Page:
SISTER ACT: Lithgow siblings Rachael and Melissa Besley at Jefferson Park, Aberdeen, last Saturday.

REGAL: Gunnedah’s Heather Welch and John Punch certainly looked the part at the weekend.

TARTAN TERRORS: City of Blacktown Pipe Band members Ewan and Bill Borthwick donned their kilts for the occasion.

ALL POWER: Muswellbrook’s Ben Hoffman (second from right) and his Maitland team mates who contested the Australian National Tug ‘o’ War Titles.

RUNNING FREE: Muswellbrook’s James Davison has his hands full with 15-month-old Clare and Hugh, two-and-a-half.

KING OF THE CLANS: Wallsend’s Luke Edwards strikes a pose at the Aberdeen Highland Games.

FULL OF PRAISE: Mark Lovett, of Moree, was impressed with the weekend activities.

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Rotary Club of Northam elects new officers

Group: RYE, Antoine, Anders and Hannah.THE Rotary Club of Northam has changed officers amid a glorious night of fellowship with some stand out moments.
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District governor Angus Buchanan and wife Grace joined the club as awards were made to several people, recognising Rotarians past and present for their service to Rotary and the community.

The club farewelled Rotary exchange student Antoine Brunin who returned to France on Monday.

Meanwhile the club said hello to repat Anders Vindefelt-Bottke of Denmark (2010-11 Rotary youth exchange) who is back for a month’s holiday, and joined by 2012 outbound exchange, local girl Hannah Bowen.

Stalwart past-president Geoffrey Ruscoe, a member of the club for 36 years, was honoured with a Paul Harris Fellow sapphire, awarded honorary membership and given a plaque recognising his service.

Guests: District governor Angus Buchanana and his wife Grace.

Mr Ruscoe has submitted his resignation due to encroaching age and health issues.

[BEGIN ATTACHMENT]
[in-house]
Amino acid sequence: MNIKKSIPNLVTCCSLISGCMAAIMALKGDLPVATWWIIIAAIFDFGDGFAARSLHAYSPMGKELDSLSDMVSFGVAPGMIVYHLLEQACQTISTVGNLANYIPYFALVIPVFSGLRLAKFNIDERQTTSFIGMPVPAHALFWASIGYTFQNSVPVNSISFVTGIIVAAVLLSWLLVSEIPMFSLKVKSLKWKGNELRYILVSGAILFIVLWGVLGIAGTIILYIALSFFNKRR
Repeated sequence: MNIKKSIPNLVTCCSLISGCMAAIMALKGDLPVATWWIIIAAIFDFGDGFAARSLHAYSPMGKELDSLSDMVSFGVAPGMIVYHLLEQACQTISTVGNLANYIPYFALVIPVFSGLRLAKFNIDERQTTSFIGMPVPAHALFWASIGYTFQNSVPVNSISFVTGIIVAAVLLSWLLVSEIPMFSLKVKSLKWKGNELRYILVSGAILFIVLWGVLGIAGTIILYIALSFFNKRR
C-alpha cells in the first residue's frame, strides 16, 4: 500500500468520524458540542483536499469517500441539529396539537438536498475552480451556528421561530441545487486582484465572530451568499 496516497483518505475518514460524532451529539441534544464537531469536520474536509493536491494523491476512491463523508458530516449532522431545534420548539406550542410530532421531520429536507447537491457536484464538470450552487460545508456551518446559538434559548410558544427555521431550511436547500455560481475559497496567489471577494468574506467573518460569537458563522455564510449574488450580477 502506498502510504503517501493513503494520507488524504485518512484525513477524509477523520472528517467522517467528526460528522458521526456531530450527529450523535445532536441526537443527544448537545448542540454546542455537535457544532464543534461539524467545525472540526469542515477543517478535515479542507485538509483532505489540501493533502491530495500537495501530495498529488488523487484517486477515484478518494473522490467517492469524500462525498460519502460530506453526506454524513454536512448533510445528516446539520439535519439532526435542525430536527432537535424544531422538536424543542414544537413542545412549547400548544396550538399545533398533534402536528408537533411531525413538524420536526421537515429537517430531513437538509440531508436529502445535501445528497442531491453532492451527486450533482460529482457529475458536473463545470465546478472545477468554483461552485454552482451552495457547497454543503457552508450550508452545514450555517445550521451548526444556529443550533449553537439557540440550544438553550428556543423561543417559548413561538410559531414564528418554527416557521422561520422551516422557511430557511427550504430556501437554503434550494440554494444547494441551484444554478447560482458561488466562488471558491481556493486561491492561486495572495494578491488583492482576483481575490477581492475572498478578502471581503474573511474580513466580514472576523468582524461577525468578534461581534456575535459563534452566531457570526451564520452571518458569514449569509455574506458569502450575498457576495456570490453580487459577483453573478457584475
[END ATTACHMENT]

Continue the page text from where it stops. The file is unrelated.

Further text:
He was then handed a printed memorial in print of the history of the Rotary North West Safari which was initiated by the club, in recognition of his 21 years steering the project, in the initial years with wife Kay.

Out-going: President -elect Jan Horsley and out-going president Velu Ramasamy.

Past club president (2006-7) Julian Krieg was named a Friend of Australian Rotary Health for steering Wheatbelt Men’s Health to where it is at today, from its 2001 start.

Having attained ongoing funding from the state government for four years, Mr Krieg last year retired from the position of chief executive of Wheatbelt Men’s’ Health.

Honour: Geoffrey Ruscoe displaying his sapphire award.

As membership director in 2007-8 he was responsible for introducing three men, in their 40s, one of whom is outgoing president Velu Ramasamy.

His year as president brought much joy and fellowship with ‘dress-up’ nights, a film night, the club celebrating its 60th anniversary of founding; and his dedication to improving the lot of disadvantaged as well as disabled in the community.

He was pinned with a Paul Harris Fellow by district governor Mr Buchanan.

Speech: District governor Angus Buchanan with past presidents Julian Krieg and Brian Webb.